Chapter 59: Public law*
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For years, a large number of legal comparatists seem to have accepted as true what Henry Puget remarked in 1949: ‘jusqu’a présent, le droit comparé a été orienté principalement du coté du droit privé’ (Puget, 1949). This seems a strange remark if one admits that the first author to develop comparatism in the social sciences was Aristotle and that he did this by comparing constitutions. More recently, Montesquieu’s ‘L’esprit des Lois’ (Montesquieu, 1962) is certainly a major work of comparative constitutional law, being, amongst others, at the basis of one of the most commonly acknowledged concepts of constitutional law, i.e. the theory of a tripartite separation of power (legislative, executive and judiciary). Furthermore, in most countries (with the exception maybe of the United States of America), handbooks of constitutional law contain a general conceptual part which is based on a comparison of different countries’ institutional settings and constitutional law; in contrast, general introductions to civil law are usually strictly focused on a national system or contain at best some references to Roman law. Furthermore, comparative law has been a methodological component of international public law which has played a particularly important role in the reasoning of international courts, especially the Permanent Court of International Justice, between the two world wars, and its successor, the International Court of Justice.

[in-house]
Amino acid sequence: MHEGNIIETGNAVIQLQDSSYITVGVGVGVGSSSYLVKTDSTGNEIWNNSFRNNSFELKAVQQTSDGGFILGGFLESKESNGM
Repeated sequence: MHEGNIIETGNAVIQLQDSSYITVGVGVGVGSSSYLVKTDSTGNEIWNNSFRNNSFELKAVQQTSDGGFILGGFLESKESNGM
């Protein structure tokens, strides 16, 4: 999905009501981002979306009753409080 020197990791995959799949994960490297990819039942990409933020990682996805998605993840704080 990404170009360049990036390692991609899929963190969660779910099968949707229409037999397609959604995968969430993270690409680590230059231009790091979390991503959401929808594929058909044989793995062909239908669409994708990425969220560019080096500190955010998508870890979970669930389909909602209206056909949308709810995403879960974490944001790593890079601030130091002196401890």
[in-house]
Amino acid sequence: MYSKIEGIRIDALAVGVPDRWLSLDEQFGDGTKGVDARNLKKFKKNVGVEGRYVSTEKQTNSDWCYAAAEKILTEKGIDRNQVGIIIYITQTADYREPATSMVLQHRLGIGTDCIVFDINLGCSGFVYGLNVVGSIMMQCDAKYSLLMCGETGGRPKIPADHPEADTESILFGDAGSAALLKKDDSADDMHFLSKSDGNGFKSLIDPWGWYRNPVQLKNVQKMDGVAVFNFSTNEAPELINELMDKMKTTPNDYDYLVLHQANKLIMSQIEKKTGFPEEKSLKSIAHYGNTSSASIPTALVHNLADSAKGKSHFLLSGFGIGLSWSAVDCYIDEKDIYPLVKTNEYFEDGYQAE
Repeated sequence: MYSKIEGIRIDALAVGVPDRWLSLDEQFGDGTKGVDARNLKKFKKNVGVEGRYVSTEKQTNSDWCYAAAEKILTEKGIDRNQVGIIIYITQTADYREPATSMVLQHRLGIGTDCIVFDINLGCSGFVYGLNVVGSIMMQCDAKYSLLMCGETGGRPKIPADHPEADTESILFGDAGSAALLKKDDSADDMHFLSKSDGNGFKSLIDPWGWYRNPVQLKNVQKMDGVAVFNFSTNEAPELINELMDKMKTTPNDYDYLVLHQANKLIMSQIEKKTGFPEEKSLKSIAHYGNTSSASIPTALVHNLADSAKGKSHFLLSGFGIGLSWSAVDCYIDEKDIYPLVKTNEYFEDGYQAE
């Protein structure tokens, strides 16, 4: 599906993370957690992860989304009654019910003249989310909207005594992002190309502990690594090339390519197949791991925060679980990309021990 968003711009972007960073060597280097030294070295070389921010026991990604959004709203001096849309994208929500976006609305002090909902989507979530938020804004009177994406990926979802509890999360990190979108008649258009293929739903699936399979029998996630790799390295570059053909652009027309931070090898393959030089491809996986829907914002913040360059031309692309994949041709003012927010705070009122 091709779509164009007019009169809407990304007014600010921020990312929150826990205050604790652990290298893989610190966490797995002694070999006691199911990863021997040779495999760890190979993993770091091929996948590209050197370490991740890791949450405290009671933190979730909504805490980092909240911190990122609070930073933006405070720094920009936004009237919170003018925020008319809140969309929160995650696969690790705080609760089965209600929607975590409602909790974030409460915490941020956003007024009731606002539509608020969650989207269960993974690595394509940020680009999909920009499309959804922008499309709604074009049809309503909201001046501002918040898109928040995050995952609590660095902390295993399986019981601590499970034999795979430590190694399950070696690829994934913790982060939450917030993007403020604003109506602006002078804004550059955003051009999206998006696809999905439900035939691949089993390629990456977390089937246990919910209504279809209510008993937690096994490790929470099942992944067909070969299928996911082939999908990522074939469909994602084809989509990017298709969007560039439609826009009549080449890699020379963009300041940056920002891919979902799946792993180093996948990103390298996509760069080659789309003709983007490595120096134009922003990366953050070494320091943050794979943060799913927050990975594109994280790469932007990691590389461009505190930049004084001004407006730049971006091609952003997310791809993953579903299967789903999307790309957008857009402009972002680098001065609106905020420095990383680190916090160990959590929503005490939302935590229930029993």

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Edited by Jan M. Smits